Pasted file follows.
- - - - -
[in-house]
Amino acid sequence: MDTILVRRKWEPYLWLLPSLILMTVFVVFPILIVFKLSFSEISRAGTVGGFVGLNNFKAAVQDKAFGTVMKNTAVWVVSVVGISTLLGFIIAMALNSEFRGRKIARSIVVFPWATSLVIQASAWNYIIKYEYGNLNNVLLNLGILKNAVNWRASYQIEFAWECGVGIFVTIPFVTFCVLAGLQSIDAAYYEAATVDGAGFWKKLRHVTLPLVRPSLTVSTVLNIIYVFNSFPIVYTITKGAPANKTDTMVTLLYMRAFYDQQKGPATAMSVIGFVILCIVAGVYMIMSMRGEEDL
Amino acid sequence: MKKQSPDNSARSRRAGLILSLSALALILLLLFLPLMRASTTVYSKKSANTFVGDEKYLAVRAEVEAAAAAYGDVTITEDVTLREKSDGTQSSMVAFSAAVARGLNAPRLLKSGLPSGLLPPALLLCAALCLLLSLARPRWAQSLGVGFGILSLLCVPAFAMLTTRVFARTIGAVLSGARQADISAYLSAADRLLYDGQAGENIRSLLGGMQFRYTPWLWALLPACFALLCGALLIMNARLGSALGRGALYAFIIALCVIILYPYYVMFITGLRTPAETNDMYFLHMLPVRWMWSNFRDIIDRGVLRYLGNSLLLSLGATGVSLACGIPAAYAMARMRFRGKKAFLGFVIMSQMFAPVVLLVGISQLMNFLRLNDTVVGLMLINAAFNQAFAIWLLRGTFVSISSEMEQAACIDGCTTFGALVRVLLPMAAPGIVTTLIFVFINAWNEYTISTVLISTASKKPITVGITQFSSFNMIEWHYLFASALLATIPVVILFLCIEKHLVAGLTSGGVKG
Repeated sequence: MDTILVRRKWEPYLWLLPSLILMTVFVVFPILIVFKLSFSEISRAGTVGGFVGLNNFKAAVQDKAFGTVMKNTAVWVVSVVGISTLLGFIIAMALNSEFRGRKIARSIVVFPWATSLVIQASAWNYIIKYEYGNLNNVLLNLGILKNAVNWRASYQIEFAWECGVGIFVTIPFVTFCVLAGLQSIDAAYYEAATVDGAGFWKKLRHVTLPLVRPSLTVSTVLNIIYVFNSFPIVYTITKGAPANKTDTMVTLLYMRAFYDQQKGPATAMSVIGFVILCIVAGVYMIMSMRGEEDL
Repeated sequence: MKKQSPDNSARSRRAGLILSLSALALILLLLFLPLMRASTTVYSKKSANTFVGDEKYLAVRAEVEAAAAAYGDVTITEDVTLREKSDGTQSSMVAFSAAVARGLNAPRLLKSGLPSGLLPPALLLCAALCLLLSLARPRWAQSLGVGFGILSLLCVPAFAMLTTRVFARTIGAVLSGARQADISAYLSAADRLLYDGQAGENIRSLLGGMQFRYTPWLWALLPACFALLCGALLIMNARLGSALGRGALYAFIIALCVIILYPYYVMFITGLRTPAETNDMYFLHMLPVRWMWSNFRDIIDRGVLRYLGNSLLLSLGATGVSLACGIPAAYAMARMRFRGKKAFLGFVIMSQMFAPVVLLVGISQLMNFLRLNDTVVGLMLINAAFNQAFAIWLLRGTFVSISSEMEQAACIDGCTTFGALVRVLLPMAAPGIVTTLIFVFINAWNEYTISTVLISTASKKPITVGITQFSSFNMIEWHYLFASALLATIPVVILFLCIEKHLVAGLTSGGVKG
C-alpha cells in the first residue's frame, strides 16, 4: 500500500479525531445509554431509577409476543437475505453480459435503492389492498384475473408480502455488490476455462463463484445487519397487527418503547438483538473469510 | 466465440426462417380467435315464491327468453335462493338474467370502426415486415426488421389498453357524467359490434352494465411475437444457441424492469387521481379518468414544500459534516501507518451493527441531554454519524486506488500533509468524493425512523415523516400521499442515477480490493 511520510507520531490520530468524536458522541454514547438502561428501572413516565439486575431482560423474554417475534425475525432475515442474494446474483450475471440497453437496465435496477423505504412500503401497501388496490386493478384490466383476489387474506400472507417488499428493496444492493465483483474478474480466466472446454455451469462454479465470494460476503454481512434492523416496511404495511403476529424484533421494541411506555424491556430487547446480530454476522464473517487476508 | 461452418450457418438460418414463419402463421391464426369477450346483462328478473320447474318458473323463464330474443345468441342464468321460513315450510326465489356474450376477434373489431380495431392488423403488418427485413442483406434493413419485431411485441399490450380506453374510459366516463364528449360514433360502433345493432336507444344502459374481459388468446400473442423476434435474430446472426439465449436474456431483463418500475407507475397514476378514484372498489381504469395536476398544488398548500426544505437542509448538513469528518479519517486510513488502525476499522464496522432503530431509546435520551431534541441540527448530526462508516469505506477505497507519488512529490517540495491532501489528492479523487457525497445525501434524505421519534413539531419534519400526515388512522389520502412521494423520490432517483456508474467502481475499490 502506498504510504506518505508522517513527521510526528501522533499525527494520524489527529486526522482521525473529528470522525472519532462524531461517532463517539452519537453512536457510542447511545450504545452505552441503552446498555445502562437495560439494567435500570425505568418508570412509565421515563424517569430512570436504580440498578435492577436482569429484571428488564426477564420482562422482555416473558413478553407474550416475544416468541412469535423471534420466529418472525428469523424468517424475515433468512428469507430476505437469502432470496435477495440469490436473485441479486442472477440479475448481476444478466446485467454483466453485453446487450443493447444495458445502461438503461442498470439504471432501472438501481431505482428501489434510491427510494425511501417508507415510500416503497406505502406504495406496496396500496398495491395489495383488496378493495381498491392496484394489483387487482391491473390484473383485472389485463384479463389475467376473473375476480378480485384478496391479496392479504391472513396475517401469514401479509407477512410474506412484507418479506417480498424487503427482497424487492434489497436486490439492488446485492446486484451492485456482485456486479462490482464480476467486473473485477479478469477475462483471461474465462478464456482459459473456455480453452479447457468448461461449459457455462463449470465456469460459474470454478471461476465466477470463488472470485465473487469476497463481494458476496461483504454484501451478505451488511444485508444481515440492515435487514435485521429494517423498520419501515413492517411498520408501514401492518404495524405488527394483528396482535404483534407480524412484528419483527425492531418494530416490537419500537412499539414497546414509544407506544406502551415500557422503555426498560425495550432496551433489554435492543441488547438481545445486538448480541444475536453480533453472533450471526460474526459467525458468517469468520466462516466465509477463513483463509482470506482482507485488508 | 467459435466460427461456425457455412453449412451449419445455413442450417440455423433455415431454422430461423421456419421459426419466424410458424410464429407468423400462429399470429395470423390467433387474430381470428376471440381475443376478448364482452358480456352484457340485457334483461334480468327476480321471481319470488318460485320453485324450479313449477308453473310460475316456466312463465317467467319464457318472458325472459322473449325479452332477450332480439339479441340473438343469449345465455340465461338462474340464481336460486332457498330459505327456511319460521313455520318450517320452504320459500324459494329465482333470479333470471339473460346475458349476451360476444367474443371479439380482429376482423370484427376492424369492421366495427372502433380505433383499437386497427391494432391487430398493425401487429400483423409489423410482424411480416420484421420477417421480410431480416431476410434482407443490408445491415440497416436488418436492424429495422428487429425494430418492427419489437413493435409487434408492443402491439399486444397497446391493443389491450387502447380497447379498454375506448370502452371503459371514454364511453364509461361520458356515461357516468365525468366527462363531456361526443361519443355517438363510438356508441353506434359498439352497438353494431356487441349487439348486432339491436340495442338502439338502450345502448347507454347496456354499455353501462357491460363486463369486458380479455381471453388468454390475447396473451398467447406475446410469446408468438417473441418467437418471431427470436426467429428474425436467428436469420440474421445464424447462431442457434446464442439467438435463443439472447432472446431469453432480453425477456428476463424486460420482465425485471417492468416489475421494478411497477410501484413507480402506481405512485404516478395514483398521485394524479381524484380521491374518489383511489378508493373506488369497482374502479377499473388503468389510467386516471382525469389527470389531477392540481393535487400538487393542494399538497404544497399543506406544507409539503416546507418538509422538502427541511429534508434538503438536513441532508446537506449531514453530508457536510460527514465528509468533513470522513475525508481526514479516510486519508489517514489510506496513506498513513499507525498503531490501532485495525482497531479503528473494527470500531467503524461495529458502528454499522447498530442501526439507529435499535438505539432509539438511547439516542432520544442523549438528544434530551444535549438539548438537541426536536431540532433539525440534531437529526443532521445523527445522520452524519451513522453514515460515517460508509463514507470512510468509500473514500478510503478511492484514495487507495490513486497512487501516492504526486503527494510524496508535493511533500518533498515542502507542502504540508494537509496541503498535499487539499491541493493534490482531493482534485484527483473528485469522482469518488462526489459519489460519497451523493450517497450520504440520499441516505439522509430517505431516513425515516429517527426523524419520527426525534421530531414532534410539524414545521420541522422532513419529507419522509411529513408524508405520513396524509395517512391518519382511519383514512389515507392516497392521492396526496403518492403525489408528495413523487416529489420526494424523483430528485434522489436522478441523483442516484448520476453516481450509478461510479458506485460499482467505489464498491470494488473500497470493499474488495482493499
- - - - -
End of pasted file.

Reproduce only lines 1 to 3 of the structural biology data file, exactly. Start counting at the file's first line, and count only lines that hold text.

[in-house]
Amino acid sequence: MDTILVRRKWEPYLWLLPSLILMTVFVVFPILIVFKLSFSEISRAGTVGGFVGLNNFKAAVQDKAFGTVMKNTAVWVVSVVGISTLLGFIIAMALNSEFRGRKIARSIVVFPWATSLVIQASAWNYIIKYEYGNLNNVLLNLGILKNAVNWRASYQIEFAWECGVGIFVTIPFVTFCVLAGLQSIDAAYYEAATVDGAGFWKKLRHVTLPLVRPSLTVSTVLNIIYVFNSFPIVYTITKGAPANKTDTMVTLLYMRAFYDQQKGPATAMSVIGFVILCIVAGVYMIMSMRGEEDL
Amino acid sequence: MKKQSPDNSARSRRAGLILSLSALALILLLLFLPLMRASTTVYSKKSANTFVGDEKYLAVRAEVEAAAAAYGDVTITEDVTLREKSDGTQSSMVAFSAAVARGLNAPRLLKSGLPSGLLPPALLLCAALCLLLSLARPRWAQSLGVGFGILSLLCVPAFAMLTTRVFARTIGAVLSGARQADISAYLSAADRLLYDGQAGENIRSLLGGMQFRYTPWLWALLPACFALLCGALLIMNARLGSALGRGALYAFIIALCVIILYPYYVMFITGLRTPAETNDMYFLHMLPVRWMWSNFRDIIDRGVLRYLGNSLLLSLGATGVSLACGIPAAYAMARMRFRGKKAFLGFVIMSQMFAPVVLLVGISQLMNFLRLNDTVVGLMLINAAFNQAFAIWLLRGTFVSISSEMEQAACIDGCTTFGALVRVLLPMAAPGIVTTLIFVFINAWNEYTISTVLISTASKKPITVGITQFSSFNMIEWHYLFASALLATIPVVILFLCIEKHLVAGLTSGGVKG